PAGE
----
Sunday, October 2, 2011

A conviction that justice must be done

An Impartial Witness, Charles Todd

This is the second book in a mystery series set in World War I, featuring Bess Crawford, a nurse serving on the front lines in France.  I posted about the first, A Duty to the Dead, a couple of weeks ago.  A Bitter Truth, the third book in the series, has just been published.

As An Impartial Witness opens, it is early summer, 1917.  Bess has returned to England with a convoy of wounded soldiers.  Among them is Lt. Meriwether Evanson, a severely burned flyer whose will to live is sustained by the thought of his wife Marjorie; her photo is pinned to his uniform.  After settling her patients at their hospital in Hampshire, Bess travels on to London.  Leaving the train station, she recognizes Lt. Evanson's wife, standing with an army officer, clearly in distress and openly sobbing.  The man makes no move to comfort her and eventually leaves her to catch a train. Bess tries to follow her out of the station but loses her in the crowds.

Weeks later, back in France, Bess comes across an old newspaper article asking the public's help in solving the murder of Marjorie Evanson, who was killed later that same day.  Bess immediately writes to Scotland Yard to offer her information, and from there she is drawn into the case, especially when she learns that Lt. Evanson killed himself on learning of his wife's death.  As in A Duty to the Dead, Bess feels a responsibility for "her" patients that goes far beyond their physical care, and a conviction that justice must be done. When an old friend of Marjorie's is accused of her murder, Bess believes him to be innocent and immerses herself in investigation, over the wishes of both her family and the lead investigator.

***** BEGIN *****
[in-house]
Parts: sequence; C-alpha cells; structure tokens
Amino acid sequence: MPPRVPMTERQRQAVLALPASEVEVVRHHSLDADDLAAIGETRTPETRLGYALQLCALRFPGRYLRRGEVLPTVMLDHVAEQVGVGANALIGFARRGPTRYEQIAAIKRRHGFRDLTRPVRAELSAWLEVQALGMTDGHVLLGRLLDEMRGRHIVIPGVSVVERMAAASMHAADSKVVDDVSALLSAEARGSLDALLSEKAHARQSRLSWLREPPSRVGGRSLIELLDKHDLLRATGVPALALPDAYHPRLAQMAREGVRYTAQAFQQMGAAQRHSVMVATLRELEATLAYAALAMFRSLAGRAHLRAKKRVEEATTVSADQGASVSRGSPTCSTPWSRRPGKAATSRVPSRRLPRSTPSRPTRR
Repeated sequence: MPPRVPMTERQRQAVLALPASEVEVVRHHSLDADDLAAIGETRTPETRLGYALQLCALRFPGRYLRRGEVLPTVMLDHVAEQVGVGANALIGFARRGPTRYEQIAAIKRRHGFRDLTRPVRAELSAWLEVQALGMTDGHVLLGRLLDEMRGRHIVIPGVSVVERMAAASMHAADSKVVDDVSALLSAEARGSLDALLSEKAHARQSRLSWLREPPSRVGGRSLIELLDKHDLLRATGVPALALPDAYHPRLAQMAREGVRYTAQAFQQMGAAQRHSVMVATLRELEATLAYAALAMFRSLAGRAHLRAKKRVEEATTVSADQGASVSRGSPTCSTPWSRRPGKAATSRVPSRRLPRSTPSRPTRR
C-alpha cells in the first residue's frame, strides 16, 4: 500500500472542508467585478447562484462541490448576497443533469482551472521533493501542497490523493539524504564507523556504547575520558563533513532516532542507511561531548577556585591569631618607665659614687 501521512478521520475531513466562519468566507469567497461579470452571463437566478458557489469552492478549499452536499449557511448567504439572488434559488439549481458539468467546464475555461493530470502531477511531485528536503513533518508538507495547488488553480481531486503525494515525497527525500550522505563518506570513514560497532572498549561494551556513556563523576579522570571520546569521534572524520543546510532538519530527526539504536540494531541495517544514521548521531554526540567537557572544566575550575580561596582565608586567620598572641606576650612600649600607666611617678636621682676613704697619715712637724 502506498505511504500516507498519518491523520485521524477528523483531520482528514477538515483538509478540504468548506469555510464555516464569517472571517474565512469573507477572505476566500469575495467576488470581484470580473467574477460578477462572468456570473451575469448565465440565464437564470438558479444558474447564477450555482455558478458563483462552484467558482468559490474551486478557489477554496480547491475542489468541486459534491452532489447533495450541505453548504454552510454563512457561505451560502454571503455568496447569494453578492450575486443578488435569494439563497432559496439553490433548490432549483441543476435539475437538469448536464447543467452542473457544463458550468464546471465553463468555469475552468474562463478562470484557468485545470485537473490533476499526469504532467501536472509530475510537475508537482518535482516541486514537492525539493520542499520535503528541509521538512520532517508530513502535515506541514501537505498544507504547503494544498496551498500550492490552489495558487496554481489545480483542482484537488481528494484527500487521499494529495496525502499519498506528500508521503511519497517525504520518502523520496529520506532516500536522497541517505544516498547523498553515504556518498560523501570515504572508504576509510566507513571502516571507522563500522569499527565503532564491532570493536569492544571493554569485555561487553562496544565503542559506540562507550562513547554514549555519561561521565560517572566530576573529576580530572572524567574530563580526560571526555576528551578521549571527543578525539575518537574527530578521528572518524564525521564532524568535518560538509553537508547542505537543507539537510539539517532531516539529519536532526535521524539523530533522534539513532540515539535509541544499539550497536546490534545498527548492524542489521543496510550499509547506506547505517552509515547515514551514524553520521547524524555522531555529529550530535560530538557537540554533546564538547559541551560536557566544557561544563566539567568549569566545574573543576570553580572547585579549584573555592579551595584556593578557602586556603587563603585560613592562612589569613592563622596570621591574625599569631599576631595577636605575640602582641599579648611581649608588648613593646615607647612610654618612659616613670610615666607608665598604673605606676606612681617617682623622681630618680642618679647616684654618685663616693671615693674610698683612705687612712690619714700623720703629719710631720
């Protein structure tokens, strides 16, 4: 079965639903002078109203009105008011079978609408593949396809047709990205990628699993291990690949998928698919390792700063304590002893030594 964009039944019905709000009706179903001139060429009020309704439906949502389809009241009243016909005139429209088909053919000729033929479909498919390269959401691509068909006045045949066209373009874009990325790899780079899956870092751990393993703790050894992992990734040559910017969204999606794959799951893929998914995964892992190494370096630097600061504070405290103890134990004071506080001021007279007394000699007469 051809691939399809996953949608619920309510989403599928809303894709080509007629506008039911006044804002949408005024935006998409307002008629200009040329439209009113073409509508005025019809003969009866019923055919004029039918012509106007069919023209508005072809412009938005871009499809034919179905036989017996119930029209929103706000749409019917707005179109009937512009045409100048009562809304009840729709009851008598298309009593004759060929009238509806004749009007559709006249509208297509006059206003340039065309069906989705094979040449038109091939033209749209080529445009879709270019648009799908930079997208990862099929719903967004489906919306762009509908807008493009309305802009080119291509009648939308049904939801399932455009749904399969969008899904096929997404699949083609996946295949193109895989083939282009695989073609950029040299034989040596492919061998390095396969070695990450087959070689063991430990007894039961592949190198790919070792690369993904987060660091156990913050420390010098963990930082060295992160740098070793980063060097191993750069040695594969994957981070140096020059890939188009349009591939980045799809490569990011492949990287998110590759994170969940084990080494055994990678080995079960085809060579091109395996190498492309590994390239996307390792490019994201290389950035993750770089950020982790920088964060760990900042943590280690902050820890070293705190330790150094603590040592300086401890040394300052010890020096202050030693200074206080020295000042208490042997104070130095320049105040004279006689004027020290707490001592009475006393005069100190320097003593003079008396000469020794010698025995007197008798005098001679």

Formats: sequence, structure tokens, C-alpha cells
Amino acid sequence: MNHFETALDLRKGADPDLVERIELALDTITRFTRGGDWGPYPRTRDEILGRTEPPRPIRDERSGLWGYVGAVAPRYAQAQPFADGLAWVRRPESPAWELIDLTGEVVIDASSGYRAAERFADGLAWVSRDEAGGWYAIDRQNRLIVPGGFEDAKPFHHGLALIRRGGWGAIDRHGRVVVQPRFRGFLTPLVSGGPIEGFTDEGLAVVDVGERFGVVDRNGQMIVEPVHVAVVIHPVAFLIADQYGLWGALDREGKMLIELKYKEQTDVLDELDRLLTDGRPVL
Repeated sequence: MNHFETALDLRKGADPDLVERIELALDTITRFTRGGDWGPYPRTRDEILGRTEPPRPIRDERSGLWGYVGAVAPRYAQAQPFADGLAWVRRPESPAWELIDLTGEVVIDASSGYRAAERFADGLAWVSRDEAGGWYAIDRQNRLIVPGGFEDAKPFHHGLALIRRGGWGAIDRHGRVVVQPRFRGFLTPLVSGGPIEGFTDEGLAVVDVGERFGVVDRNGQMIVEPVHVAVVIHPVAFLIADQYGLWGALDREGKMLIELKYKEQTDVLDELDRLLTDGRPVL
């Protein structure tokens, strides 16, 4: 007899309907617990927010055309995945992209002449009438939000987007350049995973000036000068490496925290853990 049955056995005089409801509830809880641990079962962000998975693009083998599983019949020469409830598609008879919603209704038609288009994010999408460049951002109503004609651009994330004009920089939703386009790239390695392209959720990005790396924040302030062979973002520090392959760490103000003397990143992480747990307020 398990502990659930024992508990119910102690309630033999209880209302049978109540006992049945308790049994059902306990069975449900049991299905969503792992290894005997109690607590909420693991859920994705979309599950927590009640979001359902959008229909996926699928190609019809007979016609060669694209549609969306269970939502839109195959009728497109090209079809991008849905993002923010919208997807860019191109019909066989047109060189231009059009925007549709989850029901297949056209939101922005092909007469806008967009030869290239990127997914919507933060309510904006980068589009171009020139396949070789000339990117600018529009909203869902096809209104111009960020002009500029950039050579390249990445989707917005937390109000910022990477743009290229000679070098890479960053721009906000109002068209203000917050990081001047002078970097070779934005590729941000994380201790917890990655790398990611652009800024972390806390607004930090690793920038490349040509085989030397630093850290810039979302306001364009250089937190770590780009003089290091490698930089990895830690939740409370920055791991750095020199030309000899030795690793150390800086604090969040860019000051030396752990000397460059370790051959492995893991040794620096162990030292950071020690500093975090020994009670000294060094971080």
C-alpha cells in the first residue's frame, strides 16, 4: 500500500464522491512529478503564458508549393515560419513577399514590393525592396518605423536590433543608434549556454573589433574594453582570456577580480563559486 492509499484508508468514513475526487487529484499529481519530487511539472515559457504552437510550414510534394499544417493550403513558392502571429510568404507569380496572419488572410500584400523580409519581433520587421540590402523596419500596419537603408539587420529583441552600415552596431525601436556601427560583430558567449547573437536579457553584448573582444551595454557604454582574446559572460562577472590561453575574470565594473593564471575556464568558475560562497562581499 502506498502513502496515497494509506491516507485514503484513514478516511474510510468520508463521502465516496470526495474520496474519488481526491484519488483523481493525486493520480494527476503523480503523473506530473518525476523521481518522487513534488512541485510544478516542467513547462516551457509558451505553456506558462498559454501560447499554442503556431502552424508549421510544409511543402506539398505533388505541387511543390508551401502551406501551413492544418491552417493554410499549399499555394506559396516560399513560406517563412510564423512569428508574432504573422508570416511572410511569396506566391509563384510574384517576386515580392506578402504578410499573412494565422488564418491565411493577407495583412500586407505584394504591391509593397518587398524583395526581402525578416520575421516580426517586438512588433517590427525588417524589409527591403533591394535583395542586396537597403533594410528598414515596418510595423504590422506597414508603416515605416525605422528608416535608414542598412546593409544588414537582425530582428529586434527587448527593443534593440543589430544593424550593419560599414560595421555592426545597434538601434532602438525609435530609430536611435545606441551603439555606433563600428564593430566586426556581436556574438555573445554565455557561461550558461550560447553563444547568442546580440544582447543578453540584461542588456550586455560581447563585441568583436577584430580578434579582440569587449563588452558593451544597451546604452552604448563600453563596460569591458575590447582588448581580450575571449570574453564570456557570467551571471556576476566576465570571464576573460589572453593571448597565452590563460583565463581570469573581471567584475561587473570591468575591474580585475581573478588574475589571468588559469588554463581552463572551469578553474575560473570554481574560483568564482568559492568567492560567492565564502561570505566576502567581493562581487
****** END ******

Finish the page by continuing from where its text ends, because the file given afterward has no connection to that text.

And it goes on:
Unlike the first book, which was set mainly in England, the story in this book moves between France and England.  We see Bess on duty in the field hospitals, with all the difficulties and dangers of life on the front lines.  She can only pursue her investigations during her leaves, and though she manages more time than most of her fellow nurses, she is still caught in the discipline of the service.  When she does make it to England, her family naturally expects her to spend time at home with them.  Her parents did not play a large part in the first book, though we met her father, a retired army officer whom Bess and her mother refer to as "Colonel Sahib."  Here they are an important part of the story, as is another member of their family, Simon Brandon. 

I don't quite know what to make of Simon.  Originally the Colonel's batman, through long years of service he became the regimental sergeant-major and a friend of the family.  Retired from the army like the Colonel, he lives in a house close to Bess's parents, and he and the Colonel are involved in confidential war work.  Bess describes him as "Half confessor, half godfather, half friend, half elder brother," someone she has known all her life and dearly loves.  For much of the book, he is at her side, arguing with her, trying to get her to drop her investigation, but in the end using his contacts to find information, as well as offering comfort and advice.  Since Bess narrates these stories, we have only her point of view, and I can't decide if I'm reading too much into their interactions, or if Bess does not understand her own feelings.  I am also not sure how the social code of the time would see a relationship between a colonel's daughter and her father's former batman. Perhaps the next book will make things clearer.  I'm looking forward to it, because I like these characters and these well-told stories.

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Thank you for taking the time to read, and to comment. I always enjoy hearing different points of view about the books I am reading, even if we disagree!